• Information concerning local area emergency response agencies and hospitals (i.e., name, telephone number, and distance from the location), including internal phone numbers and contacts.
  • How operations will be restored.

DHS suggests that after company or facility specific policy and procedures, including an active shooter plan are finalized, training and exercises should occur, with drills and exercises at least annually.

As we noted in our previous blog, employers should review the DHS’s recommendations for active shooter prevention and preparedness and update their policies and practices as appropriate. Of course, active shooter training and policies are only one piece of an effective workplace violence prevention program.  All employers should assess their workplaces and develop comprehensive workplace violence prevention programs and training.

For more information on this or any related topic please contact the authors, your Seyfarth attorney, or any member of the OSHA Compliance, Enforcement & Litigation Team.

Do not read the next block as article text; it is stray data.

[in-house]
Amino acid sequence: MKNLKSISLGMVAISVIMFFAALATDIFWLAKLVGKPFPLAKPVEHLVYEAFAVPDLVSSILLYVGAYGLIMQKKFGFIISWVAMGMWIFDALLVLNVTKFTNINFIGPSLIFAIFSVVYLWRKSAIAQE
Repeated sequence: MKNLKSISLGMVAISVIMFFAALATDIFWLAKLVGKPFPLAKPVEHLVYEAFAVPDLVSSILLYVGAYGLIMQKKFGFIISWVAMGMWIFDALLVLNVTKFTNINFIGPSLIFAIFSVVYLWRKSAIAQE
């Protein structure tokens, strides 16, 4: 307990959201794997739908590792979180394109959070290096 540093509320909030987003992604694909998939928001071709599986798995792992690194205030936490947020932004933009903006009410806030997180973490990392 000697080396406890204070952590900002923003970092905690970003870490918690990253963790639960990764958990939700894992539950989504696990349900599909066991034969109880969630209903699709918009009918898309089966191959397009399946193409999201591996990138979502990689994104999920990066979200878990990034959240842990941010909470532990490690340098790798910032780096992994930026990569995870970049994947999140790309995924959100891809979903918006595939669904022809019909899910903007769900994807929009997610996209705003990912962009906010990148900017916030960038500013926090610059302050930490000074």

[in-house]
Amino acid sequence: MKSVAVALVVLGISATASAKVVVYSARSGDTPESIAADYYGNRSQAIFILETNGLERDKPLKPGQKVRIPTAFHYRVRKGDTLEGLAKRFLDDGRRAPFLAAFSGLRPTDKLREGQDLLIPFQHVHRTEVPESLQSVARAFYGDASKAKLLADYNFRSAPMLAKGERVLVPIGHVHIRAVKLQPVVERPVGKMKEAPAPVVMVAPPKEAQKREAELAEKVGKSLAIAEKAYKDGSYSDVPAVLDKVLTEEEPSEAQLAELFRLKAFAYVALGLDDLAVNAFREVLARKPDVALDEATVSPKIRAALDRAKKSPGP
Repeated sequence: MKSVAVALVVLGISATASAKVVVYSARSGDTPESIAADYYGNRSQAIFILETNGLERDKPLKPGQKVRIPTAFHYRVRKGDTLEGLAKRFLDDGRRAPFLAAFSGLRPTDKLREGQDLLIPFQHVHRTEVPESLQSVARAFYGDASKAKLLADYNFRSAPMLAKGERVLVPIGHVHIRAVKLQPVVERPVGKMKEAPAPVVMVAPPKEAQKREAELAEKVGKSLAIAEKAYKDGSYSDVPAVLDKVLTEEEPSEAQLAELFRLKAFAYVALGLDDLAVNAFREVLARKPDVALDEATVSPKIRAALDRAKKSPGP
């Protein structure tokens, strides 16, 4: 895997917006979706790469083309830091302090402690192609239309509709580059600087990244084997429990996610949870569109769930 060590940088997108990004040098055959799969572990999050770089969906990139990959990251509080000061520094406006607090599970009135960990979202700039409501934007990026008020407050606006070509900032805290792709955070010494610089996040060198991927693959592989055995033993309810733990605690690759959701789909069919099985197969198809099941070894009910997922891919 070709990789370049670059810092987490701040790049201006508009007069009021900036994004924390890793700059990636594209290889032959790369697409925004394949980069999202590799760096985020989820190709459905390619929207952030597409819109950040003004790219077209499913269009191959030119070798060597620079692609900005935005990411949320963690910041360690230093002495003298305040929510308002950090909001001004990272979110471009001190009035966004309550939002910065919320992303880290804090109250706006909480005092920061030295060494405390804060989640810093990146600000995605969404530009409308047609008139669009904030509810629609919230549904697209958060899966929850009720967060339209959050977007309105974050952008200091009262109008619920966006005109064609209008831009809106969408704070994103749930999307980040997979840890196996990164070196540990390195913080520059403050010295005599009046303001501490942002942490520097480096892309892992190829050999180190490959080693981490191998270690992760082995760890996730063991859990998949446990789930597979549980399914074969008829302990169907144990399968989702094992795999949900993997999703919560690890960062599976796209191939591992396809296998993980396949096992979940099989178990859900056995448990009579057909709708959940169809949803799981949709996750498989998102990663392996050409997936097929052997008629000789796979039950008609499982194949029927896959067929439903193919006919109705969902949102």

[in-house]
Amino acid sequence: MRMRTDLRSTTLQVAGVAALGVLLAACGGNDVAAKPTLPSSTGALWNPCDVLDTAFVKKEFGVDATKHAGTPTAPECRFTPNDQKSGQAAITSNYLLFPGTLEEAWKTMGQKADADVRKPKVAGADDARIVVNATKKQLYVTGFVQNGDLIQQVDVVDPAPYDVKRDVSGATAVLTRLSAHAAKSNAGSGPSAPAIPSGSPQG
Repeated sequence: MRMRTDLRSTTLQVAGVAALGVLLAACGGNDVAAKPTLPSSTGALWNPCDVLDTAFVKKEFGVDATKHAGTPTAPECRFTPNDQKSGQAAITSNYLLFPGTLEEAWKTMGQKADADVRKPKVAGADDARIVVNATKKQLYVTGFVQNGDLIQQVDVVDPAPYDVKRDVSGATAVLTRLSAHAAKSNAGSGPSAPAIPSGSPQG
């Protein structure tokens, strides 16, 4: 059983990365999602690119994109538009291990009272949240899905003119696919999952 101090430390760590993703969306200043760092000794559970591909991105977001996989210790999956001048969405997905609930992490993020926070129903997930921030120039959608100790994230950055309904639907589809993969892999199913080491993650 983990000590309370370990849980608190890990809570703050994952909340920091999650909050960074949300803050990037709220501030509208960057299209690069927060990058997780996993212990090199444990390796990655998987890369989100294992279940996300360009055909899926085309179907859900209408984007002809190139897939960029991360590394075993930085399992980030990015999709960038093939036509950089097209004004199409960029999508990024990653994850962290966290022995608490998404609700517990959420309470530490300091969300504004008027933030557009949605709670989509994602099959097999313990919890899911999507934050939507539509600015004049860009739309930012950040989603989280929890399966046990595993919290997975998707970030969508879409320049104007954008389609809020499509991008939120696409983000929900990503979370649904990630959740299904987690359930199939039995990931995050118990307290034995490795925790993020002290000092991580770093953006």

Mark A. Lies, II, Patrick D. Joyce, Adam R. Young

iStock_000060649530_MediumSeyfarth Synopsis: OSHA’s new final rules call into question mandatory post-accident drug screenings and safety incentive programs, open the door to new retaliation citations, and will require employers to post OSHA logs electronically.   

Introduction

On May 12, 2016 the Occupational Safety and Health Administration published new final rules on discrimination and injury and illness reporting.  81 Fed. Reg. 29624.  First, a new anti-discrimination and anti-retaliation rule will come into force on August 10, 2016 for all employers, as discussed below. Employees must be informed about the requirements of the anti-retaliation rule relating to reporting injuries and illnesses by that date.  OSHA’s interprets this rule broadly to prohibit mandatory post-accident drug testing, concluding that such tests discriminate against employees on the basis of injury and illness reporting.  OSHA further explains that incentive programs are retaliatory if they offer benefits to employees or workforces who do not report injuries and illnesses.  Finally, OSHA uses the rule-making to allow compliance officers to issue citations for retaliation, upending the current statutory employee retaliation enforcement framework under Section 11(c) of the Act.